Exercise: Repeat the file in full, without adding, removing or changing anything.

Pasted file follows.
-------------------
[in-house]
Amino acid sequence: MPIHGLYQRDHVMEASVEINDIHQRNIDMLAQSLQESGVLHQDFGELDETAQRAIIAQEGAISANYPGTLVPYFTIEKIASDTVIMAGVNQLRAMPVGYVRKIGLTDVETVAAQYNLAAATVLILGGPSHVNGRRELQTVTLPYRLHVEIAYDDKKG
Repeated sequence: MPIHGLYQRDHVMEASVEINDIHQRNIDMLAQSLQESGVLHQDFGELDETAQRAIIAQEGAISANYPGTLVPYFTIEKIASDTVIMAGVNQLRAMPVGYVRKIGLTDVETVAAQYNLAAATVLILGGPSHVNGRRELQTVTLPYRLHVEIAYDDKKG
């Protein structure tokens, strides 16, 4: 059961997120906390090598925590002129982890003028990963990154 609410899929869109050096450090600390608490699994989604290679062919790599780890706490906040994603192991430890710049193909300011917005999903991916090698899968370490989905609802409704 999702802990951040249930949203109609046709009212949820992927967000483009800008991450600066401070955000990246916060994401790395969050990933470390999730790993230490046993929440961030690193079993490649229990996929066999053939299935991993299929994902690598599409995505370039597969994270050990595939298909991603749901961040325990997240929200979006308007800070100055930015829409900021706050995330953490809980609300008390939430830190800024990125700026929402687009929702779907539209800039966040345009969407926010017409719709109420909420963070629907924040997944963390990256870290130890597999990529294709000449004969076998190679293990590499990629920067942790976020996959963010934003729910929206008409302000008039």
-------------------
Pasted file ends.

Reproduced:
[in-house]
Amino acid sequence: MPIHGLYQRDHVMEASVEINDIHQRNIDMLAQSLQESGVLHQDFGELDETAQRAIIAQEGAISANYPGTLVPYFTIEKIASDTVIMAGVNQLRAMPVGYVRKIGLTDVETVAAQYNLAAATVLILGGPSHVNGRRELQTVTLPYRLHVEIAYDDKKG
Repeated sequence: MPIHGLYQRDHVMEASVEINDIHQRNIDMLAQSLQESGVLHQDFGELDETAQRAIIAQEGAISANYPGTLVPYFTIEKIASDTVIMAGVNQLRAMPVGYVRKIGLTDVETVAAQYNLAAATVLILGGPSHVNGRRELQTVTLPYRLHVEIAYDDKKG
């Protein structure tokens, strides 16, 4: 059961997120906390090598925590002129982890003028990963990154 609410899929869109050096450090600390608490699994989604290679062919790599780890706490906040994603192991430890710049193909300011917005999903991916090698899968370490989905609802409704 999702802990951040249930949203109609046709009212949820992927967000483009800008991450600066401070955000990246916060994401790395969050990933470390999730790993230490046993929440961030690193079993490649229990996929066999053939299935991993299929994902690598599409995505370039597969994270050990595939298909991603749901961040325990997240929200979006308007800070100055930015829409900021706050995330953490809980609300008390939430830190800024990125700026929402687009929702779907539209800039966040345009969407926010017409719709109420909420963070629907924040997944963390990256870290130890597999990529294709000449004969076998190679293990590499990629920067942790976020996959963010934003729910929206008409302000008039």